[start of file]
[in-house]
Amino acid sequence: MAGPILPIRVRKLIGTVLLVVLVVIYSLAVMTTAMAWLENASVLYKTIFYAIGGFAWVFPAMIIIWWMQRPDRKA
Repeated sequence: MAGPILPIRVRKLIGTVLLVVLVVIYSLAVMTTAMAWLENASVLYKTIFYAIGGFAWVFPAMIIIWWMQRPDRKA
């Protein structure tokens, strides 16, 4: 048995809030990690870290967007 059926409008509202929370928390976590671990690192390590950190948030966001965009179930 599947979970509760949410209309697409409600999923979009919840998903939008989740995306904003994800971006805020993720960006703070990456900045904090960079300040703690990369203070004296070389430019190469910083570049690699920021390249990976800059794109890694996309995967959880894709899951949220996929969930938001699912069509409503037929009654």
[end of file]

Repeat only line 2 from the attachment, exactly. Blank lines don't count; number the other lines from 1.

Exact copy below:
Amino acid sequence: MAGPILPIRVRKLIGTVLLVVLVVIYSLAVMTTAMAWLENASVLYKTIFYAIGGFAWVFPAMIIIWWMQRPDRKA